The one thing that stays the same is the daily care of our cattle.
Unlike a 9-5 job, where the duties as described stay the same, our work cycles through the seasons.
Winter is the quiet time on our farm. We have two different herds this time of year. The spring calving mama cows are winter grazing out in the fields. We feed the other fall-calving mama cows on alfalfa, barley hay, minerals, and salts. Halfway though winter, we will put the bulls in with them for fall calving. We also feed our 150 yearlings on alfalfa, barley hay, minerals and salts, and make sure that the recently weaned fall calves get their vaccinations to keep them healthy from cattle-borne diseases. Our biggest challenge this time of year is keeping the water tanks from freezing, ensuring the cattle have adequate water.
When not handling herd management, we are putting the last purchasing orders on our spring seeds and doing the major overhauls on all the equipment.
Spring is a madhouse time of year for us on the farm. Not only does spring calving start in mid-April, but we start spring planting of 2,000 acres of grain production.
During calving we are doing twice-a-day herd checks, counting cattle, and making sure none of the cows are in distress. These early spring calves will be weaned and vaccinated in the fall before winter sets in.
Spring planting is its own myriad of processes from soil sampling to see what the winter cover crops added to the soil, to reseeding hay grounds and planting for winter feed. Fertilization of the fields adds more nutrients to the soils to build up our fodder for the coming growing season.
The whole cow-calf herds are out on 3000-4000 acres of pasture. We check our yearlings twice a day and rotate them from pasture to pasture to allow the land to rejuvenate. During late summer, the breeding cycle begins for spring calving from July 15-September 15. Each breeding cycle is in a timeframe of 60 days.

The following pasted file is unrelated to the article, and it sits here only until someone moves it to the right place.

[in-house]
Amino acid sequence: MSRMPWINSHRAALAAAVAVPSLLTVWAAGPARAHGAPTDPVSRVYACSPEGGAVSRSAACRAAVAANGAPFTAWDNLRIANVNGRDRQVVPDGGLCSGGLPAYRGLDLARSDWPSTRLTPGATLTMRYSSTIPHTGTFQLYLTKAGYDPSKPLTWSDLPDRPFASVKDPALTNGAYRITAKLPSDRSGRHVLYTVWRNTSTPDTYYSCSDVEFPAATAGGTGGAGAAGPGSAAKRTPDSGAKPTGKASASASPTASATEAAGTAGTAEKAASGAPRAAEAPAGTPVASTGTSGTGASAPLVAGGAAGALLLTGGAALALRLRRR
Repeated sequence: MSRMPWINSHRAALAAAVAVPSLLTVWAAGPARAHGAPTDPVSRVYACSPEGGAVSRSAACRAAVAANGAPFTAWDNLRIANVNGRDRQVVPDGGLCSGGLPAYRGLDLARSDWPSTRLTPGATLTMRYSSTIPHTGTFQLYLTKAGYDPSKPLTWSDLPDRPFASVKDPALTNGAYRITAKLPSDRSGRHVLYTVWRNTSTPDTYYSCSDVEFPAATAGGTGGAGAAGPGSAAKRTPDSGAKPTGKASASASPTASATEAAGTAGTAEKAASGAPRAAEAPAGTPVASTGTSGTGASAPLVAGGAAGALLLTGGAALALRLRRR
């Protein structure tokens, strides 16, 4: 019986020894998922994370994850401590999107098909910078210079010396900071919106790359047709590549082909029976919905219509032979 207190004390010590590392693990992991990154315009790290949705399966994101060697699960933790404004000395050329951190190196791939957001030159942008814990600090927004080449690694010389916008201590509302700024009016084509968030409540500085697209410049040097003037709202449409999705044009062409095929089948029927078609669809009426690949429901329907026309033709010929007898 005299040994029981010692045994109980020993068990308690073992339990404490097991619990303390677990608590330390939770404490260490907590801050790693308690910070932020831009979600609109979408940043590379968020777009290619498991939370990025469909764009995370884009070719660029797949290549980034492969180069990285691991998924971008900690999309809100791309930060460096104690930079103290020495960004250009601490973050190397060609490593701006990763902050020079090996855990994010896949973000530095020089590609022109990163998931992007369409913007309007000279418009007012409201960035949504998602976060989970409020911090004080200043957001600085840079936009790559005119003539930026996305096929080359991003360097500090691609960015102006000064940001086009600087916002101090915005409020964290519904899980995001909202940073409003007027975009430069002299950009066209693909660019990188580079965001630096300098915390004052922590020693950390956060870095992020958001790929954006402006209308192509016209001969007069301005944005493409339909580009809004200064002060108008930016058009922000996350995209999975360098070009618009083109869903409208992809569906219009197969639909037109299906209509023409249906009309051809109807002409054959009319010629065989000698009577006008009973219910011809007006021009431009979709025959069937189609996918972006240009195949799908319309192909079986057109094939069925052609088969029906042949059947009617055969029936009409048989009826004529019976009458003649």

The summer sun keeps us busy. We also irrigate the majority of our high-end crops from middle of April through October to ensure that they will not die from drought. Our summer harvesting schedule begins with haying on Memorial Day weekend and runs through October 1. We’ll have 3-4 haying cycles. We grow a variety of different types of hay mixtures: Alfalfa mix, orchard grass, pastures mix, and barley hay.
Besides the hay and pasture management, we also plant wheat for off-farm sales. Like the orchard grass hay, wheat sales contribute to providing more economic stability for the farm. Barley, which is also planted for its seed head, is harvested alongside wheat from July 15-August 15.
The last of the hay harvesting happens during September. After the last hay harvest, it is time to button up the farm by starting winterization. We need to winterize the irrigation system, get all the equipment cleaned off, and get hay put away and covered.
We will also bring in the cattle from the far pastures. We bring them into the home range for easier herd checks during the wintertime. At this time, we’ll start checking all the fencing and seeding the winter wheat for next summer’s harvest. This is also a good time of year for catching up on sleep.